In Jackson v. Litch, 62 Pa. 451, 455, Mr. Justice SHARSWOOD quoted with approval the statement in Helser v. McGrath, 52 Pa. 531, 533, that 'These rules, as well as all others on the order of examination of witnesses and the introduction of testimony, have for their object the eliciting of truth and the preservation of the equality of the rights of parties in trials in courts.Summary of this case from Rogan Estate
No. 2006 CA 1406.
May 4, 2007.
ON APPEAL FROM THE 19TH JUDICIAL DISTRICT COURT, IN AND FOR THE PARISH OF EAST BATON ROUGE, STATE OF LOUISIANA TRIAL COURT NO. 533,050 HONORABLE A. J. KLING, JUDGE AD HOC PRESIDING.
Ernest L. Johnson, Baton Rouge, LA, Counsel for Plaintiffs/Appellants, Tower Jackson, Oliver Jones, Allen Martin, Lilly McKee, and Lemar Proctor.
Cyrus J. Greco, John Allain Viator, Baton Rouge, LA, Counsel for Defendant/Appellee, Sheriff Elmer Litchfield, in his capacity as Sheriff of East Baton Rouge Parish.
Before: CARTER, C.J., WHIPPLE AND MCDONALD, JJ.
Tower Jackson, Oliver Jones, Allen Martin and Lilly McKee are former bailiffs of the 19th Judicial District Court. Lemar Proctor is a former bailiff of the East Baton Rouge Parish Juvenile Court. (Collectively, Jackson, Jones, Martin, McKee, and Proctor will be referred to as "the bailiffs.") The East Baton Rouge Parish Sheriff's Office terminated all of the bailiffs' employment by letter, stating that in the wake of the Atlanta court tragedy and recent events, only POST-certified deputies would be providing court security. The letter invited the bailiffs to contact the Human Resources department if they wished to complete the POST certification. The bailiffs did not do so, were terminated, and have since been replaced.
The bailiffs filed the instant suit for declaratory judgment and injunctive relief against East Baton Rouge Parish Sheriff Elmer Litchfield, seeking a declaration that their termination is null and void and an injunction against their termination. The premise of the bailiffs' contentions is that their bailiff appointments were made by the judges for whom they served, pursuant to an agreement between the Sheriff and judges, and that the Sheriff had no authority to fire them. Additionally, bailiff Lemar Proctor argued that he worked as a bailiff of a parish court and LSA-R.S. 13:1457 reserves to the judge for whom he worked the authority to set the conditions of his employment.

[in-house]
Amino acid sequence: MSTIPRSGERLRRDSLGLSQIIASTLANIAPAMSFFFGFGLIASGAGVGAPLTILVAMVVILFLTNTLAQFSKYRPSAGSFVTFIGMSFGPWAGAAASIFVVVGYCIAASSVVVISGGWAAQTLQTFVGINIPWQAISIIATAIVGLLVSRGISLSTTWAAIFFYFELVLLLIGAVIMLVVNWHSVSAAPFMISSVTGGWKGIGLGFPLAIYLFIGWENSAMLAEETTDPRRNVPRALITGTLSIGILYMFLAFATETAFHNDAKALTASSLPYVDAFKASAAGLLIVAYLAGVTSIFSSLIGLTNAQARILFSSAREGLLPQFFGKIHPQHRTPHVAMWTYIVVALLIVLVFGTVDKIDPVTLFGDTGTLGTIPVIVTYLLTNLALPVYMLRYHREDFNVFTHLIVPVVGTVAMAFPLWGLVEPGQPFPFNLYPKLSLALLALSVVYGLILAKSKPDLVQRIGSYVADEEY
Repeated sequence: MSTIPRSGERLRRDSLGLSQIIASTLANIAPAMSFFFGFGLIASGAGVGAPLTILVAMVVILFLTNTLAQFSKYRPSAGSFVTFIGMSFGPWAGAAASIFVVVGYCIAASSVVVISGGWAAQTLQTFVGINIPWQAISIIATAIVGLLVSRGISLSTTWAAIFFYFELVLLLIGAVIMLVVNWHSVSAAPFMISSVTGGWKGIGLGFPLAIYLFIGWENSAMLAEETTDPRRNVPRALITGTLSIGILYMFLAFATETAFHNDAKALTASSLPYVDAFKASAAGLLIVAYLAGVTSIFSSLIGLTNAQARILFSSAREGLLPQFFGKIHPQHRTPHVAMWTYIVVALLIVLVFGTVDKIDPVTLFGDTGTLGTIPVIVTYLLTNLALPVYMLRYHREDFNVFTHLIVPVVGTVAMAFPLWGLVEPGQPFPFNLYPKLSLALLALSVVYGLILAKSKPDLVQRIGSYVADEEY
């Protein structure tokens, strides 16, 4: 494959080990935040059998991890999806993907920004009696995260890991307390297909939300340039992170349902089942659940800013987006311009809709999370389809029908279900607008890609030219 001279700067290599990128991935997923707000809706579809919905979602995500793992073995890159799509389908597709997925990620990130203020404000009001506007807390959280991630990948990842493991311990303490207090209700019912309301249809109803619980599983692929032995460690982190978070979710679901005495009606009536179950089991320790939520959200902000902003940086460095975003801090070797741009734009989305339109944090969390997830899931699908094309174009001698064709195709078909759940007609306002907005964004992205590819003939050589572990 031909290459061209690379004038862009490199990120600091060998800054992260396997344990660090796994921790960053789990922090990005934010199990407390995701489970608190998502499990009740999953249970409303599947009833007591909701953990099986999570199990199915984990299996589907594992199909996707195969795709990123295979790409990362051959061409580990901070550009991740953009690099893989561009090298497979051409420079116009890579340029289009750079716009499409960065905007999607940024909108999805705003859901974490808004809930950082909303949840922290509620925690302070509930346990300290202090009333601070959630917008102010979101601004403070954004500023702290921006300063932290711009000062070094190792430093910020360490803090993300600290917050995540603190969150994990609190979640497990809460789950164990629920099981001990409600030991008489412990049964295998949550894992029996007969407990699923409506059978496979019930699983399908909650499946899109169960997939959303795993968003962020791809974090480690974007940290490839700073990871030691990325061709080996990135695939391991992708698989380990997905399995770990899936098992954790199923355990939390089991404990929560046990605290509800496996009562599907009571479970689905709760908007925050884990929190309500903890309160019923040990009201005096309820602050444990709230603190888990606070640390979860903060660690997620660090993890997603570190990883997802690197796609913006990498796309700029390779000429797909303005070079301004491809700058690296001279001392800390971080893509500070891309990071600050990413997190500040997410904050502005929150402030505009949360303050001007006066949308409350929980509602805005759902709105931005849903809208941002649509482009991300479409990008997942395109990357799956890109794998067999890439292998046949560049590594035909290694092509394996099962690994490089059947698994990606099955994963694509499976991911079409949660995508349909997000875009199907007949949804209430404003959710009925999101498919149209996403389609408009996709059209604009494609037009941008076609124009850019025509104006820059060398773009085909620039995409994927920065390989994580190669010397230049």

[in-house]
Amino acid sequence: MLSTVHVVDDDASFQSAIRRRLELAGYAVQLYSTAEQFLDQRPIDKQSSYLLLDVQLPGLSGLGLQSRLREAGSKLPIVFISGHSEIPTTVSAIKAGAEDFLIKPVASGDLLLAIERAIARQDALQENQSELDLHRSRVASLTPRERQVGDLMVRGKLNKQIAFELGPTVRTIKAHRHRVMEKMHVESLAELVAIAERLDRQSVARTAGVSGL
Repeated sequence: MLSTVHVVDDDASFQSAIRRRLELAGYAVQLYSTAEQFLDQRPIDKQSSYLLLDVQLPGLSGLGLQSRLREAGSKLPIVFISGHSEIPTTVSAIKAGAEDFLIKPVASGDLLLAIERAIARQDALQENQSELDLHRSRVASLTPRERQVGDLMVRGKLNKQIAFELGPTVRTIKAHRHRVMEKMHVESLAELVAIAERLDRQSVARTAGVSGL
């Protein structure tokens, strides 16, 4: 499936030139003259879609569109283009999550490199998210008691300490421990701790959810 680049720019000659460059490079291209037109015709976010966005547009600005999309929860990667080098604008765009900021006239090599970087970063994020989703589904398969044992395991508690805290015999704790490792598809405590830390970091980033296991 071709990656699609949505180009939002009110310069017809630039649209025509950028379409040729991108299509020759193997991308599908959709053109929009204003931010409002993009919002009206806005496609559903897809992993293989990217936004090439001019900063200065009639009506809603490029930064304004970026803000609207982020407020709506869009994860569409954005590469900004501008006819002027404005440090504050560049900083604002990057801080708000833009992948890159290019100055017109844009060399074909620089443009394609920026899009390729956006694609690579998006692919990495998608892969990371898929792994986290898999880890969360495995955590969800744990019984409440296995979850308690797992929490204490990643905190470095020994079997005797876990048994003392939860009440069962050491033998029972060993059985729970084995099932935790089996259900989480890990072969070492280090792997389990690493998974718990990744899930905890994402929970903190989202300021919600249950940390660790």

The Sheriff moved for summary judgment on grounds that the bailiffs were "at-will" employees of the Sheriff's Office, without a fixed term of employment, and were therefore subject to termination by him, with or without cause, at any time. The trial court granted the Sheriff's motion and dismissed the bailiffs' claims. The bailiffs now appeal.
After the judges of the 19th Judicial District Court recused themselves, the Honorable A. J. Kling was appointed as Judge Ad Hoc to preside over the case.
After conducting de novo review, we find that summary judgment was appropriate. The evidence submitted by the Sheriff in support of his motion for summary judgment overwhelmingly shows that the bailiffs were "at-will" employees of the Sheriff's Office, subject to termination by the Sheriff. The bailiffs did not produce sufficient evidence to show that they would be able to establish their evidentiary burden of proving at trial that they were not subject to termination by the Sheriff. Absent any genuine issues of material fact, and being entitled to judgment as a matter of law, the Sheriff's motion for summary judgment was properly granted.
Considering the foregoing, the judgment appealed from is affirmed in accordance with URCA Rule 2-16.1B. Costs of appeal are assessed to Tower Jackson, Oliver Jones, Allen Martin, Lilly McKee, and Lemar Proctor.